Nearly one in five (19%) European shoppers have experienced problems with online home deliveries according to research from JDA. The survey of 8,177 consumers revealed that of those who had experienced problems, nearly half of Swedish shoppers (47%) had suffered from late deliveries compared to 38% in France, 35% in the UK and 30% in Germany. When it came to missed deliveries it was UK that was the leader, with over a quarter (28%) stating they had missed deliveries despite being at home; this compares to 23% in France, 19% in Germany and 14% in Sweden.
The research highlighted an increasing number of consumers are turning towards click & collect or drive services as an alternative to home delivery. The UK was the most popular market for this trend with nearly half of consumers (48%) saying they had used such services in the last 12 months. In contrast, only 31% of consumers in France had done so followed by Sweden (28%) and Germany (19%). Of those shoppers who had used click & collect or driveservices, their cost followed by their convenience were by far their biggest reasons for doing so. The research did reveal that overall, online shopping (including home delivery and/or click & collect), will continue to grow in popularity; just over two-thirds (67%) of European consumers stated it will be their predominant method of shopping in five years’ time.
“The UK remains the bellwether country for online retail; however the likes of Germany, France and Sweden will see significant growth in the coming years. As online retailing continues to grow in popularity, further pressures will be placed on retailers’ fulfilment capabilities as they scramble to scale their operations to meet record levels of demand. As these figures show, retailers risk damaging their brand if they are unable to meet their customers’ expectations when it comes to home deliveries,” said Lee Gill, vice president, retail strategy, EMEA at JDA.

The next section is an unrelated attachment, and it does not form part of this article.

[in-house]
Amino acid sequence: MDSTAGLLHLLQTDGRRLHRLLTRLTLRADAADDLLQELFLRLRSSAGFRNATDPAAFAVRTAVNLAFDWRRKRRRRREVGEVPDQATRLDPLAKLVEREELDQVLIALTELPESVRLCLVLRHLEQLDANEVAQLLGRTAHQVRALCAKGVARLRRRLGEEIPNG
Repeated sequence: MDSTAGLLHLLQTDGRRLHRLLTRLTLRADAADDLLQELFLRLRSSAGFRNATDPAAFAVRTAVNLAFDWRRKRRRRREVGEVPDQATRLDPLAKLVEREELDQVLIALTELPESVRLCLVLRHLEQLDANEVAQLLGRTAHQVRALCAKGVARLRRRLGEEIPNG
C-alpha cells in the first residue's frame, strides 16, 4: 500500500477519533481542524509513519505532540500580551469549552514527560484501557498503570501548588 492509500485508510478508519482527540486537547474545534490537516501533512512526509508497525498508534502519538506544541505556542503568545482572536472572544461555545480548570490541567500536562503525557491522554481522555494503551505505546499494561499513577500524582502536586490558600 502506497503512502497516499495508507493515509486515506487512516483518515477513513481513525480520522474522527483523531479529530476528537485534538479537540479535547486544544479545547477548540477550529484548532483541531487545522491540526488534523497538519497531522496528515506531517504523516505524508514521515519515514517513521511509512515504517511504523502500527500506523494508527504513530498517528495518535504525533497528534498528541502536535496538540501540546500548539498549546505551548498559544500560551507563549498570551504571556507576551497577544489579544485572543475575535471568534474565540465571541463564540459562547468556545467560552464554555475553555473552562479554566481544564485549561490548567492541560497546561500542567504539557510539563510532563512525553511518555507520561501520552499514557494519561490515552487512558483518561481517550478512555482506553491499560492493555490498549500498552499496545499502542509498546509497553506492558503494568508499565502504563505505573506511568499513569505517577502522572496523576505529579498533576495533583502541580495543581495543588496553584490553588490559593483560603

“In order to reduce fulfillment costs, improve service and offer greater convenience many retailers are now turning towards click & collect or drive services. The challenge retailers’ face is having the supply chains capability to successfully support this changing business model.”
Over a third of shoppers prepared to pay for convenience of same-day delivery
On average, more than a third (37%) of European shoppers said they would pay a premium for the immediacy and convenience of a same day (i.e. within a couple of hours) delivery:
- Shoppers in both Germany (42%) and Sweden (40%) were most prepared to pay a premium
- When asked the type of goods consumers were willing to pay a premium for, grocery products was the clear leader in Germany (63%), Sweden (48%) and the UK (40%)
- In France, Electricals and Entertainment (33%) was the product category that shoppers were willing to pay a premium for
Online returns continue to be a source of consumer discontent
When asked what was their biggest frustration when it came to returning online purchases, more than half of consumers (53%) cited having to pay for postage and packaging to return an item. The research found that shoppers in Germany (62%) and Sweden (62%) in particular were averse towards paying this charge. The next biggest frustrations were the hassle of returning items by post or waiting for a courier (35%) and an inability to return goods to a store (21%).
“Across mainland Europe, the online retail market is still developing and is not yet as sophisticated as that found in the UK. This presents those retailers with a great opportunity to implement best-practice into their own operations by learning from the experience of UK retailers,” said Gill. “What is clear, is that consumer and competitive pressures are forcing a contraction in both store collection and order delivery windows from days to hours and even minutes. Fulfillment excellence will be paramount – with those retailers who successfully balance customer service with profitability being the winners in this new retail battleground.”